The penultimate chapter of the book takes a look at the rise of the heirloom tomato to be found in summertime farmers markets in the country, small towns and big cities alike. So go get yourself some if you can, make a nice salad, and sit back to enjoy this fun book.

His Name Is George Floyd

What is most striking about the recently published His Name Is George Floyd: One Man's Life and the Struggle for Racial Justice, by Robert Samuels and Toluse Olorunnipa, is how ordinary so many of the details are. The two Washington Post reporters have interviewed hundreds of people involved in Floyd’s life, starting with the family, teachers, coaches, co-workers, and friends who made up his childhood. Yes, these years are marked by poverty, and a broken home, but in America, such childhoods are common, and that’s what comes across in the early chapters. George Floyd was a typical kid in so many ways, playing with friends, helping his family, going to school, playing sports, developing his personality, dreaming of his future. He was tall and big as teen, and always made sure to try and put people at ease. “I can’t go into a room like you, because of my size,” he told his brother. “People look at me and they’re nervous and scared, so I open up to them and let them know I’m okay. I’m a good person.”

It’s also a childhood that was beset by the background of structural racism. Floyd grew up in the 1970s and 80s, after the Civil Rights movement began to dismantle some of the worst of Jim Crow racism, but his world was still one of segregated neighborhoods, segregated and underfunded schools, and the over-policing of the ‘war on drugs.’ All this would play out in the struggles of his adult life, but still, in the book’s opening chapters, George Floyd is just a kid, a kind, playful, thoughtful kid.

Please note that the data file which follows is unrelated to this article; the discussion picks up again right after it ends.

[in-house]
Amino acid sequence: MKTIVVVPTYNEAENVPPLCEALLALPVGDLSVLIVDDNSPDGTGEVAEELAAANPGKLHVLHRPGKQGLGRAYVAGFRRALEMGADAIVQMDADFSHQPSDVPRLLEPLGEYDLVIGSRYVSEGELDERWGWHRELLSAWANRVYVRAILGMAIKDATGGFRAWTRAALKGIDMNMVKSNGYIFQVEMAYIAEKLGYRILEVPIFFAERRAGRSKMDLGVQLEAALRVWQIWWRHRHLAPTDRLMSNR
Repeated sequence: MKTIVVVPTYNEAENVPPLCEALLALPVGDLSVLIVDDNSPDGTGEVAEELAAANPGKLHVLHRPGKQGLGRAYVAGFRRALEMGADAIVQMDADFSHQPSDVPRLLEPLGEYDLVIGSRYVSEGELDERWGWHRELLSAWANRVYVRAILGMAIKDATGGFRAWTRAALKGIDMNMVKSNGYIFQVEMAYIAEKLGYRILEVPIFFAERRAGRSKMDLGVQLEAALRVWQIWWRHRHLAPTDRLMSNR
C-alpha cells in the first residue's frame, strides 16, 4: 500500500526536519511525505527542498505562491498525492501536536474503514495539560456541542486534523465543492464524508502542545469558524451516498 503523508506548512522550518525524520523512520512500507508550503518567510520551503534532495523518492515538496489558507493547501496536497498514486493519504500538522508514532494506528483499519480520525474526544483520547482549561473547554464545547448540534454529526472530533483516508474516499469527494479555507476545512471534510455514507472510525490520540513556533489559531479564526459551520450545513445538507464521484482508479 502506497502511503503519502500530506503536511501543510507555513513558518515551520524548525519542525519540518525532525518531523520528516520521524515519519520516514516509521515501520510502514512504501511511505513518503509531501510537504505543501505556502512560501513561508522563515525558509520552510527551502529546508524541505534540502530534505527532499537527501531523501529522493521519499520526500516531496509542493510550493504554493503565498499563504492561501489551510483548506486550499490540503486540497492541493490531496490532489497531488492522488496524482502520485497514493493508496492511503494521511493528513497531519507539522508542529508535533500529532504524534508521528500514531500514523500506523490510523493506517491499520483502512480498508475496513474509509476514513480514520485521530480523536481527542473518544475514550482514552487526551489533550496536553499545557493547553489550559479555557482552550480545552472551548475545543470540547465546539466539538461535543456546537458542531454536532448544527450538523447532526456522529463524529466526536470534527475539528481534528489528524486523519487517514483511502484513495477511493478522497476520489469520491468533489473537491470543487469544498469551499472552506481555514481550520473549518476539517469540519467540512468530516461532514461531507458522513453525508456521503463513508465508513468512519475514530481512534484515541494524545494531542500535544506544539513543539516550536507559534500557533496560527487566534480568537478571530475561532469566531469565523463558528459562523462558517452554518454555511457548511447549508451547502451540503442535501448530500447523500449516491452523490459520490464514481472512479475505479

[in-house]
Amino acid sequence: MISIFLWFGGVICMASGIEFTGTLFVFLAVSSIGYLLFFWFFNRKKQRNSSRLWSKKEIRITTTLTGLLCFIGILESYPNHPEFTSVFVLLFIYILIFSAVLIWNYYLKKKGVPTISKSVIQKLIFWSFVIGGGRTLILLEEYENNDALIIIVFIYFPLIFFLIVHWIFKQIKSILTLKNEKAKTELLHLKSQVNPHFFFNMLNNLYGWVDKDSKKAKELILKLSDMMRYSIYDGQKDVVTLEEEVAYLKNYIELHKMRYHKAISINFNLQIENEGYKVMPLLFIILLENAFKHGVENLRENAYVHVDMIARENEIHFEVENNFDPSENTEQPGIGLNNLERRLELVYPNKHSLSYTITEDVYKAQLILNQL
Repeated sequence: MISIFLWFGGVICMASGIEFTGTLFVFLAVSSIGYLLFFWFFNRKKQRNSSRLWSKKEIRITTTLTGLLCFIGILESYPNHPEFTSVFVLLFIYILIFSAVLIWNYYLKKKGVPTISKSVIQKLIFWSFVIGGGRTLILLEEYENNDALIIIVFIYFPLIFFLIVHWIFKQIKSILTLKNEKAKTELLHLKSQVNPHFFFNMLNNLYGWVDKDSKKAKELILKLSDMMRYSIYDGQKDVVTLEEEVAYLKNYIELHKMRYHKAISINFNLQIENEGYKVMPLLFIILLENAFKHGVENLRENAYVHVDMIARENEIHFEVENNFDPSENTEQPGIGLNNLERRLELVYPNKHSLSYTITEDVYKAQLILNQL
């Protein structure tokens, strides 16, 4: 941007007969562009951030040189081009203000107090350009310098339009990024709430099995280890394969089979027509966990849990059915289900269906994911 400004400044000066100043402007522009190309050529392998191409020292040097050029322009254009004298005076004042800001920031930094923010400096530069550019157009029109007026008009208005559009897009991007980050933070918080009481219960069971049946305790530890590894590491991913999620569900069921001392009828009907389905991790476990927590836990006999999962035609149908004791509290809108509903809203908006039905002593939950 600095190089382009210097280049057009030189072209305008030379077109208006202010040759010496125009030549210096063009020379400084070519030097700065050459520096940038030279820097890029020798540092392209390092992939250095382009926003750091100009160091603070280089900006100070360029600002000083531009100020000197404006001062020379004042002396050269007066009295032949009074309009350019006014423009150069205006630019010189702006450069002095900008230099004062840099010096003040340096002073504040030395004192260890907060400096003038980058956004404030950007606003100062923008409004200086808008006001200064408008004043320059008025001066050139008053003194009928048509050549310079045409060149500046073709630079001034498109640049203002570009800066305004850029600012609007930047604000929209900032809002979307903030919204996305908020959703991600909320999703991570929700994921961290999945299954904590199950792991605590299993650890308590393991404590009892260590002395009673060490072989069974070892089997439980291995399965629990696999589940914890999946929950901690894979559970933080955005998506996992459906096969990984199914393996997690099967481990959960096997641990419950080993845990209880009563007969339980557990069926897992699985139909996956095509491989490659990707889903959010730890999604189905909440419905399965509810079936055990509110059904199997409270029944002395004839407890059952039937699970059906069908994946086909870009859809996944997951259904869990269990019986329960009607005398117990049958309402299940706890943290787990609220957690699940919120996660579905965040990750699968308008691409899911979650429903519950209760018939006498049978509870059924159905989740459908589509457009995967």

Before the book moves to Floyd’s adulthood, we are presented with Chapter Three, a masterful look at past generations of Floyd’s family. Both parents were descendants of slaves, and in fact were enslaved by white landowners who themselves had come to America as indentured servants before working their way up the ladder of economic opportunities available to them. After the Civil War, these white landowners continued to profit from the system. For one thing, the Freedman’s Bureau set up by Congress after the war, ostensibly meant to offer economic assistance to ex-slaves, in reality only benefited a mere 1% of freed Blacks in North Carolina. The rest of the money went to the white relatives of deceased Confederate soldiers. More importantly, the white landowners continued to benefit from the labor of their former slaves, who now worked as sharecroppers, subject to low pay and a rigged system.

Such was the sharecropping life of George Floyd’s ancestors after the Civil War, But despite the challenges, they managed to save and purchase land for themselves during the Reconstruction era. In fact, Floyd’s ancestors were among the wealthiest former slaves in North Carolina, with hundreds of acres of land that at one point represented what would be the equivalent of $400,000 in today’s currency. But with the end of Reconstruction and the rise of Jim Crow racist laws and policies, they were steadily cheated out of their holdings. By the 1920s, their wealth was gone. This was the norm in the era, as the vast majority of Blacks were cheated out of their wealth and excluded from civic participation by white reprisals.

All of this--the decades of barring Blacks from the accumulation of wealth, and the continuing devastating effects of that even after the Civil rights era slowly began to redress some of those wrongs--sets the stage for the struggles of George Floyd’s adult life.